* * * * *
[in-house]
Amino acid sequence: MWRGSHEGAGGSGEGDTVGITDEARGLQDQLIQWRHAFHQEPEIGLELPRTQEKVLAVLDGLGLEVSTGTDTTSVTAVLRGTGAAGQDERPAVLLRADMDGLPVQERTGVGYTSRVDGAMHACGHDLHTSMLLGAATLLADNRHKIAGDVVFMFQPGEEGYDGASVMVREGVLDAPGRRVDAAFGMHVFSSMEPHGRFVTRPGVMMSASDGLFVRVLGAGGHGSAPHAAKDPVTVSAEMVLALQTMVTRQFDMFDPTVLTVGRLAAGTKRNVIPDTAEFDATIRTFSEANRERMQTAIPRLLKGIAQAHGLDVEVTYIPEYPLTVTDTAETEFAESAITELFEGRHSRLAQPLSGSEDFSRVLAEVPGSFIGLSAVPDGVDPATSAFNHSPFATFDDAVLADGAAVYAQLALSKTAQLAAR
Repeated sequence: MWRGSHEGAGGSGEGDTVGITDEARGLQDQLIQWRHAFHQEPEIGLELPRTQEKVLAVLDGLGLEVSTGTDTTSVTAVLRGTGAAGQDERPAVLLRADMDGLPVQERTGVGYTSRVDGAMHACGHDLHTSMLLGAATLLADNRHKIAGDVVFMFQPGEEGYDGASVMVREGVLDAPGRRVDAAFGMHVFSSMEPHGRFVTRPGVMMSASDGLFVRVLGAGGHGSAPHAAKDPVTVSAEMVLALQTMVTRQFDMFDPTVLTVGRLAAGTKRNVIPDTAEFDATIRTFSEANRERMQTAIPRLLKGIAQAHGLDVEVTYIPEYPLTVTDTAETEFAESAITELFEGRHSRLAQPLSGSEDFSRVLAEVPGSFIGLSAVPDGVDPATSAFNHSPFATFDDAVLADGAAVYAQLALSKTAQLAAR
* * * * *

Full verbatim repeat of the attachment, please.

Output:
[in-house]
Amino acid sequence: MWRGSHEGAGGSGEGDTVGITDEARGLQDQLIQWRHAFHQEPEIGLELPRTQEKVLAVLDGLGLEVSTGTDTTSVTAVLRGTGAAGQDERPAVLLRADMDGLPVQERTGVGYTSRVDGAMHACGHDLHTSMLLGAATLLADNRHKIAGDVVFMFQPGEEGYDGASVMVREGVLDAPGRRVDAAFGMHVFSSMEPHGRFVTRPGVMMSASDGLFVRVLGAGGHGSAPHAAKDPVTVSAEMVLALQTMVTRQFDMFDPTVLTVGRLAAGTKRNVIPDTAEFDATIRTFSEANRERMQTAIPRLLKGIAQAHGLDVEVTYIPEYPLTVTDTAETEFAESAITELFEGRHSRLAQPLSGSEDFSRVLAEVPGSFIGLSAVPDGVDPATSAFNHSPFATFDDAVLADGAAVYAQLALSKTAQLAAR
Repeated sequence: MWRGSHEGAGGSGEGDTVGITDEARGLQDQLIQWRHAFHQEPEIGLELPRTQEKVLAVLDGLGLEVSTGTDTTSVTAVLRGTGAAGQDERPAVLLRADMDGLPVQERTGVGYTSRVDGAMHACGHDLHTSMLLGAATLLADNRHKIAGDVVFMFQPGEEGYDGASVMVREGVLDAPGRRVDAAFGMHVFSSMEPHGRFVTRPGVMMSASDGLFVRVLGAGGHGSAPHAAKDPVTVSAEMVLALQTMVTRQFDMFDPTVLTVGRLAAGTKRNVIPDTAEFDATIRTFSEANRERMQTAIPRLLKGIAQAHGLDVEVTYIPEYPLTVTDTAETEFAESAITELFEGRHSRLAQPLSGSEDFSRVLAEVPGSFIGLSAVPDGVDPATSAFNHSPFATFDDAVLADGAAVYAQLALSKTAQLAAR